Dr. Nicholas Breyfogle 

Let me send a question. You're away, Joe, which kind of which degree you've answered. But we had a couple of questions about well, sort of two aspects of the same question. One is kind of which parts of Africa is China, particularly targeting and we had some people point out, of course, that China is a country, Africa is a continent. So it's a bit of a bit of an imbalance juxtaposition that we have you in the title here. But which parts of Africa is China, specifically targeting? And? And kind of on top of that, why then, is, you know, we've talked about that there is some US concern about these activities. Why is there us concern? Is it? Is it? Is the concern, focused particularly on the parts of Africa that China's interested in? Or is it more kind of concerned about China Chinese expansion of influence broadly?

 

Dr. Joseph Parrott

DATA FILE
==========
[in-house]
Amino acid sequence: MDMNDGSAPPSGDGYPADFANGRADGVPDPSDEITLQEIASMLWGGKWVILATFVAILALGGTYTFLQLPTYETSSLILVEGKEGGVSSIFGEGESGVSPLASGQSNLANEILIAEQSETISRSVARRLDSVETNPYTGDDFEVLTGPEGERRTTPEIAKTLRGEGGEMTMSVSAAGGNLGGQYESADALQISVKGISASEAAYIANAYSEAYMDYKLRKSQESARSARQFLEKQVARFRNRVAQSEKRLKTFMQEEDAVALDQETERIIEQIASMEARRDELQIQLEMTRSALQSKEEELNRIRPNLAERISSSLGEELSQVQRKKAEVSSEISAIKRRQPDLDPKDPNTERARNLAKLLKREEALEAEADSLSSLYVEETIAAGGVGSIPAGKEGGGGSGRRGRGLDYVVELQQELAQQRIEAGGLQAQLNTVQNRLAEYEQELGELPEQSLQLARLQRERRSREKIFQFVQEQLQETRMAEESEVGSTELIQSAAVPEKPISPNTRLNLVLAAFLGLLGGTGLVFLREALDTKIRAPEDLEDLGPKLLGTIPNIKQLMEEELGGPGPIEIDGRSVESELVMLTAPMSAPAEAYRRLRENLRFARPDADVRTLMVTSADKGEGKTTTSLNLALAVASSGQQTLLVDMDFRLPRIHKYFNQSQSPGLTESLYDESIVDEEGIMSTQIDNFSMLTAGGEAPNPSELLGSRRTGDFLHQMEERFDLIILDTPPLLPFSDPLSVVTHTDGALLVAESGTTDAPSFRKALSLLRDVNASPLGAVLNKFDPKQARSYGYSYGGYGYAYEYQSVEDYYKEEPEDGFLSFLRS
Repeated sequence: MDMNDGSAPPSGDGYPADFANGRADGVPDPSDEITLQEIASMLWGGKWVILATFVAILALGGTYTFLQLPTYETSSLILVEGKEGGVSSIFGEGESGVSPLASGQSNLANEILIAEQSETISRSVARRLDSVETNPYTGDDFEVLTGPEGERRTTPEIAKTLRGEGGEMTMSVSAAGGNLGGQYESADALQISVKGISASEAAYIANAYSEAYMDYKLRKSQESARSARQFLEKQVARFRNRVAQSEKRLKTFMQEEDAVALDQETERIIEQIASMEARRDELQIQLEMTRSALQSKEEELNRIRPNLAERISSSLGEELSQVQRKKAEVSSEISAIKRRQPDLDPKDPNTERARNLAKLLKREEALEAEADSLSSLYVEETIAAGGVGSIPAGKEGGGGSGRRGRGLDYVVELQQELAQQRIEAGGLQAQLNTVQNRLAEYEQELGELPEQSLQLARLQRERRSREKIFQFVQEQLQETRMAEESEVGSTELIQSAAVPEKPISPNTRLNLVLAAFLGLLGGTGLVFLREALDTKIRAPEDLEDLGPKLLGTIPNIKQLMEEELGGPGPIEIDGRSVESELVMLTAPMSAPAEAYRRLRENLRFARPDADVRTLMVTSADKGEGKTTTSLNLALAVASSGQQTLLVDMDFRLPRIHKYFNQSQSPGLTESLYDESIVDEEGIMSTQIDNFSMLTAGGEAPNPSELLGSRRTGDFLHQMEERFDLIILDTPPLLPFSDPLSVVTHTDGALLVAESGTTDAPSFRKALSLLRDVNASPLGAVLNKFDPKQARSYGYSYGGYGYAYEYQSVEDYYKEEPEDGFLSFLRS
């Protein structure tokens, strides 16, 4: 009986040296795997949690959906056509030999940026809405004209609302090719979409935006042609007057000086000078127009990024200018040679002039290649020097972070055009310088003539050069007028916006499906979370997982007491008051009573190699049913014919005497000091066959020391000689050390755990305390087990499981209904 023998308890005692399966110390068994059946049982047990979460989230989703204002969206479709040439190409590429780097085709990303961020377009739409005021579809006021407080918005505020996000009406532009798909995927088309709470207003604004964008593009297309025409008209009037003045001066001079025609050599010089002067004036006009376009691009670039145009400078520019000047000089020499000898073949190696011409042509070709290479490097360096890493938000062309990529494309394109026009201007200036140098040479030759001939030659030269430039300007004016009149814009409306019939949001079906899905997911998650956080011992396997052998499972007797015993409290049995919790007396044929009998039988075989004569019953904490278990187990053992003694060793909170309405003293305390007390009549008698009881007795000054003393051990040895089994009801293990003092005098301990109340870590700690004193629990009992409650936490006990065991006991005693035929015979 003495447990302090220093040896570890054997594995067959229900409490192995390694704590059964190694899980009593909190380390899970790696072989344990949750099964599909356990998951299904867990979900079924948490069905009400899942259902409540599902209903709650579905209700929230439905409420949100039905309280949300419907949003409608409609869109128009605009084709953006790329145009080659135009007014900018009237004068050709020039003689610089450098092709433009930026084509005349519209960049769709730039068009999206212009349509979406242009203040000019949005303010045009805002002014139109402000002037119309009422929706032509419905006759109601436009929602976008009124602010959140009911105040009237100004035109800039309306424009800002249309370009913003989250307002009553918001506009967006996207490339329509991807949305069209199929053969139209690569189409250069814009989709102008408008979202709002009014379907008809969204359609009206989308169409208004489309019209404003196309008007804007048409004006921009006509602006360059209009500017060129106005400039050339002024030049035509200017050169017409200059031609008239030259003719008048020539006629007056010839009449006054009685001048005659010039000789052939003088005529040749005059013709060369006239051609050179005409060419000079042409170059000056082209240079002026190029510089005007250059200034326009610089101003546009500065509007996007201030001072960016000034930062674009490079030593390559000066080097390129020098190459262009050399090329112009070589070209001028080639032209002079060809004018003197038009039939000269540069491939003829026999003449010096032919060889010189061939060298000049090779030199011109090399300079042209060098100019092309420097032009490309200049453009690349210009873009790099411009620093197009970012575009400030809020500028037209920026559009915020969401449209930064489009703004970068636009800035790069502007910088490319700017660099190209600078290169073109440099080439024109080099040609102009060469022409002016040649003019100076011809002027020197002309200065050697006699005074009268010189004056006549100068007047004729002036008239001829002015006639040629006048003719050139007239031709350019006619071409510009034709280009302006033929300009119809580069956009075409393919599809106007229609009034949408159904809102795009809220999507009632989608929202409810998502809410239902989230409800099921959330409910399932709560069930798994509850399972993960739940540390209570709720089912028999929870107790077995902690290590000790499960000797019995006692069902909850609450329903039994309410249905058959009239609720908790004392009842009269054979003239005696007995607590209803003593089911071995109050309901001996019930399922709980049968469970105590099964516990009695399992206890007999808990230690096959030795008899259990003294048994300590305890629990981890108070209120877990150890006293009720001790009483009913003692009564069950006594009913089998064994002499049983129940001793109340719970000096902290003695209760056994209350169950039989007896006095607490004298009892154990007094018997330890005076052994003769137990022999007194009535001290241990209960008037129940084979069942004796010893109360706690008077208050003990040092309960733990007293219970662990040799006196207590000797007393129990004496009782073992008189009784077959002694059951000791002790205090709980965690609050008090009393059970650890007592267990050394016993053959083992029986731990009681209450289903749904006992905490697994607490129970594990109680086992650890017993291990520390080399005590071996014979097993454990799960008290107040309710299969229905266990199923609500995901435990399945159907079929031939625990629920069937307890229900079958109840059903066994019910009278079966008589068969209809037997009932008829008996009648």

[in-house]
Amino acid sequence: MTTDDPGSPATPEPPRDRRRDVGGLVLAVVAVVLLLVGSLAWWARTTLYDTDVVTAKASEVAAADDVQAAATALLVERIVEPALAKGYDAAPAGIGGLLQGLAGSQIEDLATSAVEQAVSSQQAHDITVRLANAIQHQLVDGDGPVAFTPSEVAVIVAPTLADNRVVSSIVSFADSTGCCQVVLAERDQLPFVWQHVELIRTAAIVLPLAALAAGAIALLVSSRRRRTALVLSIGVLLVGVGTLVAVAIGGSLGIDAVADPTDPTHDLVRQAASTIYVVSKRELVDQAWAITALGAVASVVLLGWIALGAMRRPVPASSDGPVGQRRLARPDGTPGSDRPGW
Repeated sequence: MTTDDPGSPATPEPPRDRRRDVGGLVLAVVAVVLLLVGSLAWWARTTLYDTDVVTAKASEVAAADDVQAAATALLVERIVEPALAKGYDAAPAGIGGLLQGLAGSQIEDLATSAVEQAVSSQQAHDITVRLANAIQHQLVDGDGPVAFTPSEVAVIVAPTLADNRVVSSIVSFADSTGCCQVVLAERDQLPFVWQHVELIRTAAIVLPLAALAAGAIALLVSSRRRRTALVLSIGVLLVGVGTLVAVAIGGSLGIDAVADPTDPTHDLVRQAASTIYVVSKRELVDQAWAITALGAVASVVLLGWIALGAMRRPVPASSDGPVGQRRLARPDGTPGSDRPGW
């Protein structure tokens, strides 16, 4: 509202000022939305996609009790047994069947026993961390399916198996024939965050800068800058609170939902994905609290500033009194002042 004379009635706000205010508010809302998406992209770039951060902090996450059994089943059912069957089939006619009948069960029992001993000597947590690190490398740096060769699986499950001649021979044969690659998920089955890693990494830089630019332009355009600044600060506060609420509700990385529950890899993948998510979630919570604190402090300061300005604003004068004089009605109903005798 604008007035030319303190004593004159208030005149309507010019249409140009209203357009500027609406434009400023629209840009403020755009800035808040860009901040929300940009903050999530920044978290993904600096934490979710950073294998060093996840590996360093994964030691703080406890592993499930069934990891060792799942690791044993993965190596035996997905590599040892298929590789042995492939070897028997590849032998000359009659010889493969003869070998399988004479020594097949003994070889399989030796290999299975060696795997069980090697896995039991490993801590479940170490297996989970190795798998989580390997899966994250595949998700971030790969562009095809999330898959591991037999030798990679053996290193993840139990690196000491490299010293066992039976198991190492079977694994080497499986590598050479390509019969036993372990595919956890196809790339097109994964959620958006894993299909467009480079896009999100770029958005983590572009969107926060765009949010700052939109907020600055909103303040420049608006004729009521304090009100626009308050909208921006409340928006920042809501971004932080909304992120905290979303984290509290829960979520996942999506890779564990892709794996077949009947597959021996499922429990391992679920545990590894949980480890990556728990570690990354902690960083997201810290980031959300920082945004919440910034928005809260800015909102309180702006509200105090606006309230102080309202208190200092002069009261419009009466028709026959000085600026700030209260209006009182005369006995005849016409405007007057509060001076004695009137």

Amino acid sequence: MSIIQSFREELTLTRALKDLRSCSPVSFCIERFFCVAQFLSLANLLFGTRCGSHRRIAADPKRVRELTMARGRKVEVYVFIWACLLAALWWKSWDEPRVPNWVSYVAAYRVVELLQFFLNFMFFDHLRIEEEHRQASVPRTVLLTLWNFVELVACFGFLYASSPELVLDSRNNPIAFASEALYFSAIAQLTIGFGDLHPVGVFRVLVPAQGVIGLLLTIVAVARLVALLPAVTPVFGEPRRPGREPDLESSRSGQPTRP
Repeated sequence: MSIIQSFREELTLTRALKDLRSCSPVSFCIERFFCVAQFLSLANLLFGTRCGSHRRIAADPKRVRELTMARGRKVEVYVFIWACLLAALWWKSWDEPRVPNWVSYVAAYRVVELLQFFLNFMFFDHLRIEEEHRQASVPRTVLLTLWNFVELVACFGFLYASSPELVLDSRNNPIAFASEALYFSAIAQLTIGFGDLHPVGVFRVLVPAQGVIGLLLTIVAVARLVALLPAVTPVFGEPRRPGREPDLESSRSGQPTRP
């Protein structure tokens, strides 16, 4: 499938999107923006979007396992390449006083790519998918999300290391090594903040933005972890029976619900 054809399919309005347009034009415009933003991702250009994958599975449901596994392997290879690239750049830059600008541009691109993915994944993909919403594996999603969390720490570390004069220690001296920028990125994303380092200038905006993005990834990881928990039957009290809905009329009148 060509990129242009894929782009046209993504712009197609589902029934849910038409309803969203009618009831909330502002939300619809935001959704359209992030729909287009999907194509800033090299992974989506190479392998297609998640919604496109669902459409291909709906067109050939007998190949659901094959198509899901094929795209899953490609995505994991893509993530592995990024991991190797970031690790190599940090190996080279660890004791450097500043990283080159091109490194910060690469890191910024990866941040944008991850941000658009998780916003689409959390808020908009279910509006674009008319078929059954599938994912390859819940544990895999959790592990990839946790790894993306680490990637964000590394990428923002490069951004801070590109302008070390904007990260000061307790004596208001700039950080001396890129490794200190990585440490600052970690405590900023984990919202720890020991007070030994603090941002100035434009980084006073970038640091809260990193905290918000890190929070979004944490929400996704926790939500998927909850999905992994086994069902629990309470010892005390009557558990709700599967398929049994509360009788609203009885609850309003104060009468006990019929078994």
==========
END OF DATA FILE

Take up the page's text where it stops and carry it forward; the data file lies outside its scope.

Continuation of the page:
Yeah, so to some extent, from what I understand it, and I'm a little bit, you know, the presence stuff, I'm a historian, so the presence stuffs a little bit more sketchy for me. But there seem to be different parts of Africa, where China is getting involved, Ethiopia has been a very large one on parts of West Africa, the Congo as well. And then that area kind of right around Zambia. And two of the things that they've been looking for is one, I think there has been this this focus on resource extraction. I mean, China's moving into some of these high-tech industries, which involves access to kind of rare earth minerals. And a lot of that happens in places like Zambia in the Congo. So there has been investment, very kind of pointed investment in these regions, to try to get those resources out and going towards Chinese factories. The other opportunity has been places like Ethiopia, which has a, you know, relatively educated population that can be turned to kind of light industry and has some support for that. So there's been investment there, where they've been able to find willing partners, to kind of set up these models of what light industry looks like, and what the kind of alternative state based interventionists kind of model that the China's selling to some of these countries could look like. And they're very much kind of set up as these model kind of investment opportunities. And I think those are the two big things that we're seeing extraction, and then that kind of model small industry thing that helps China, kind of outsource some of the stuff as it moves somewhat towards more high end production. The thing that I would say about the United States is, I think more than just a specific region, it's about this kind of larger global Chinese push, because China, among other things, is clearly trying to set up an alternative to what is the kind of American European dominated international system and is doing so not only with these increased loans, but these new infrastructural paths, and also things like a potential alternative to the World Bank, right, which is still very much controlled by the US, there's been some flirtation with China and Brazil and Russia about setting up their kind of own alternative to the World Bank, sometimes called the BRIC bank. Um, but so I think that's really more what the United States is concerned about. It's not any one particular country being kind of peeled off, because honestly, the United States is sees Africa, it doesn't often see the individual crises at the individual plates of these nations, at least not as a kind of national discussion point. But I think it's more about this kind of bold push that China has been making in the last 20 years or so to really expand its presence in some of these areas where it's traditionally had a kind of lesser presence or had kind of lost interest after the 1970s.